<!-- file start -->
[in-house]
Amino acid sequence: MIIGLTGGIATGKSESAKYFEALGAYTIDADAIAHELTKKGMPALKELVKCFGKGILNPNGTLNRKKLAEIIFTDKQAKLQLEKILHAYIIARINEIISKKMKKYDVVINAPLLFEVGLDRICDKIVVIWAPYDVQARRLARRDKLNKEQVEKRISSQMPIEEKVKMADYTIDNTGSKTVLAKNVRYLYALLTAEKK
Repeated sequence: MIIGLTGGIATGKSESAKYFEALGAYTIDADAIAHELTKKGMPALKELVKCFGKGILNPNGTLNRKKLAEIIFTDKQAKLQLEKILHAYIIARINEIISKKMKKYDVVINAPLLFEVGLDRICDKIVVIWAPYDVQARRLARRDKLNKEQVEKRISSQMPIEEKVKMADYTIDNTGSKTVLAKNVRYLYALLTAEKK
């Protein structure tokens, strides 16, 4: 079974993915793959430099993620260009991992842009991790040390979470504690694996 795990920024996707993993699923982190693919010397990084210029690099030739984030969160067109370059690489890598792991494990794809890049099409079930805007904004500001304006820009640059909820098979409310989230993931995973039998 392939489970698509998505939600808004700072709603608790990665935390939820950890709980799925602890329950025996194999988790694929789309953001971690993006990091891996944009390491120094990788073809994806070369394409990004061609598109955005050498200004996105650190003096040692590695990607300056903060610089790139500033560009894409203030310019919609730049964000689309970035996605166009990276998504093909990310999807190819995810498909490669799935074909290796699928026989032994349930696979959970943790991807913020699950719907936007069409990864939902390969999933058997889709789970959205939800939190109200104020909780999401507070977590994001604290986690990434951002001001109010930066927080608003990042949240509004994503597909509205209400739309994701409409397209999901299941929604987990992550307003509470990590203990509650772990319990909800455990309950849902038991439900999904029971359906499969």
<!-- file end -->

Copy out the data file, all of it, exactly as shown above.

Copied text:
[in-house]
Amino acid sequence: MIIGLTGGIATGKSESAKYFEALGAYTIDADAIAHELTKKGMPALKELVKCFGKGILNPNGTLNRKKLAEIIFTDKQAKLQLEKILHAYIIARINEIISKKMKKYDVVINAPLLFEVGLDRICDKIVVIWAPYDVQARRLARRDKLNKEQVEKRISSQMPIEEKVKMADYTIDNTGSKTVLAKNVRYLYALLTAEKK
Repeated sequence: MIIGLTGGIATGKSESAKYFEALGAYTIDADAIAHELTKKGMPALKELVKCFGKGILNPNGTLNRKKLAEIIFTDKQAKLQLEKILHAYIIARINEIISKKMKKYDVVINAPLLFEVGLDRICDKIVVIWAPYDVQARRLARRDKLNKEQVEKRISSQMPIEEKVKMADYTIDNTGSKTVLAKNVRYLYALLTAEKK
């Protein structure tokens, strides 16, 4: 079974993915793959430099993620260009991992842009991790040390979470504690694996 795990920024996707993993699923982190693919010397990084210029690099030739984030969160067109370059690489890598792991494990794809890049099409079930805007904004500001304006820009640059909820098979409310989230993931995973039998 392939489970698509998505939600808004700072709603608790990665935390939820950890709980799925602890329950025996194999988790694929789309953001971690993006990091891996944009390491120094990788073809994806070369394409990004061609598109955005050498200004996105650190003096040692590695990607300056903060610089790139500033560009894409203030310019919609730049964000689309970035996605166009990276998504093909990310999807190819995810498909490669799935074909290796699928026989032994349930696979959970943790991807913020699950719907936007069409990864939902390969999933058997889709789970959205939800939190109200104020909780999401507070977590994001604290986690990434951002001001109010930066927080608003990042949240509004994503597909509205209400739309994701409409397209999901299941929604987990992550307003509470990590203990509650772990319990909800455990309950849902038991439900999904029971359906499969």